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Associate Professor Liam Smith explains the science of influencing behaviour

20 September 2017

News and media


Why do many public sector campaigns fail? Because they don’t take into account the lessons of behaviour change.

Change in attitudes and behaviours around smoking, wearing seatbelts and drink-driving show that governments can make a difference where they deploy multiple initiatives over time, which can add up to major changes in how people behave.

However, other initiatives fail to change behaviour, or can in some cases even be counter-productive, because they don’t consider all the drivers behind why people behave the way they do.

Associate Professor Liam Smith, from Monash University’s BehaviourWorks Australia, specialises in human behaviour and the conscious and unconscious reasons why we perform – or don’t perform – specific behaviours.

“So much of what governments do is about changing behaviours, but there is not a lot of thinking like a behavioural scientist. A lot of public service programs are targeted at changing attitudes, by using education and information, but they don’t test whether they are also targeting the way people actually behave,” Associate Professor Smith said.

Applying a behavioural lens to problems

BehaviourWorks Australia’s workshop Influencing Human Behaviour shows participants how to apply a behavioural lens to problems faced by policy-makers at any level. It shows what the key influences are on human behaviour and explains the tools that can be used to increase the odds of behaviour change in a target audience.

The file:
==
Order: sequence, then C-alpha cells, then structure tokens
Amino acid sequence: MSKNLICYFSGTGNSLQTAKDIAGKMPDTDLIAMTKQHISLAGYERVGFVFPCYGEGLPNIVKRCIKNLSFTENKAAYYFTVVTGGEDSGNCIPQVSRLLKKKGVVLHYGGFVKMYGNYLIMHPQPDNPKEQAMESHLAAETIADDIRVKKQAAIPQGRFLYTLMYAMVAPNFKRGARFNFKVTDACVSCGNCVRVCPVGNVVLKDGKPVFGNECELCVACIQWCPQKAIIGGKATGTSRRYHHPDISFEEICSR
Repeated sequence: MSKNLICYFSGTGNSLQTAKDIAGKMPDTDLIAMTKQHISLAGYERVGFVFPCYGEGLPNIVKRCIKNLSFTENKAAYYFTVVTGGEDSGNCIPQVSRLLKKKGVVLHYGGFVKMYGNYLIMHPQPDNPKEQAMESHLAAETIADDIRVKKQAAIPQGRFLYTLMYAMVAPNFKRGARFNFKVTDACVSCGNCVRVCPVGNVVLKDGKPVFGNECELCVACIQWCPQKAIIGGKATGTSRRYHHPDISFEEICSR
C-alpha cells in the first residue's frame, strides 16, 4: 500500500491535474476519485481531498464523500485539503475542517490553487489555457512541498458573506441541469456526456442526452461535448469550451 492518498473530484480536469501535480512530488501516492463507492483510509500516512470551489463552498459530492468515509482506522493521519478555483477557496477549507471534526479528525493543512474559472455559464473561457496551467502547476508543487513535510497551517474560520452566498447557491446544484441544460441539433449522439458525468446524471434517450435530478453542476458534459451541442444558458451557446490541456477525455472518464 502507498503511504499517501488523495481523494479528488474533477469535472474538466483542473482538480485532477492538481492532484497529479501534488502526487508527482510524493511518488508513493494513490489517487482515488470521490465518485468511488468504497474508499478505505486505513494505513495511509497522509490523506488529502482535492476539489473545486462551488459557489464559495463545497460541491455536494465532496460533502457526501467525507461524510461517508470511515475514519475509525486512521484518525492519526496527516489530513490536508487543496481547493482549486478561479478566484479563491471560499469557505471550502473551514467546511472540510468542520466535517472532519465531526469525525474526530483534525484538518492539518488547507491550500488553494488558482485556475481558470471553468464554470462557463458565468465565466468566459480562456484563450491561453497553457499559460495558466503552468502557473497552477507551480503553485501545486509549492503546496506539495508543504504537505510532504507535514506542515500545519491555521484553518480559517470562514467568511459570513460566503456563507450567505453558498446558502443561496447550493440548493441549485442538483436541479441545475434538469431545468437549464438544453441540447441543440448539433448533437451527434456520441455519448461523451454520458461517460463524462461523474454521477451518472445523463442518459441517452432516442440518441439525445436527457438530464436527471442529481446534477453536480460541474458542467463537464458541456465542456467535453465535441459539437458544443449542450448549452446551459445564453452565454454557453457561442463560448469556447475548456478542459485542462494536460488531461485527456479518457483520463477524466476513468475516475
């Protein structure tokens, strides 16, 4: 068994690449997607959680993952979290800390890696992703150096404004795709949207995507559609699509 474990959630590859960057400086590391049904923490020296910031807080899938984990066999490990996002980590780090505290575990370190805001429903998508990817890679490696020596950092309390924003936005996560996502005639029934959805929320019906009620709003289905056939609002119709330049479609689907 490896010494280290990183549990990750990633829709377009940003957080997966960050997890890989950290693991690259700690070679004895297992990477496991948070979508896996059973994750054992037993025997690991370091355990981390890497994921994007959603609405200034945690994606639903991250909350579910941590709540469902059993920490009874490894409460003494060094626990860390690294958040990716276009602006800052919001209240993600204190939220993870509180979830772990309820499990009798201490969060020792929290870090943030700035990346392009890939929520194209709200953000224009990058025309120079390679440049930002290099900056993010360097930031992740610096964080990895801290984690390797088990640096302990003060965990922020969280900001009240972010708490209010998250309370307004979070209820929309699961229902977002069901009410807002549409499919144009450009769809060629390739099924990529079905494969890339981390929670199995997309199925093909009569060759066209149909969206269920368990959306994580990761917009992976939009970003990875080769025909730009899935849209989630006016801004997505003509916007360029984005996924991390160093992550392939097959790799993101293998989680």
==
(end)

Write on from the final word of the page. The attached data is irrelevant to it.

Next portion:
“Applying a behavioural approach starts by encouraging participants to look at the world as being made up of people doing things, and getting people to think that way can be hard at first,” Associate Professor Smith said.

“From here we need to prioritise key behaviours but public services too often looked at the potential impact of a behaviour change, rather than the likelihood that people would actually do it.

“For example, a department might think it’s a great idea for people to install water tanks, but then don’t give consideration to how to get them to do so beyond providing financial incentives. A better approach would be to consider all the ways households could save water and then select behaviours that are both high in impact as well as more likely to be performed.

“There is also a belief in government that there are ‘silver bullet’ behaviours that can achieve huge changes quickly. Often it can be better to target small but concrete changes in behaviour, because over time these can add up to big results.

“Once you know the behaviour you want to target, it’s important to try and understand the drivers of behaviour from the point of view of your target audience, rather than your own. On the basis of this understanding, you can design better interventions ”

Home Power Saving Program

In 2014, BehaviourWorks was brought in to try and improve the uptake of the NSW Office of Environment and Heritage’s Home Power Savings Program – which aimed to reduce energy use for 220,000 low income households.

BehaviourWorks conducted a full review of all the program’s materials and accompanied energy assessors on visits. By analysing how the program was being implemented they were able to suggest low-cost or cost-neutral solutions that lifted engagement with the program.

These included training assessors in behaviour change principles, and rewriting communications to make them simpler and give households more personalised information and tips.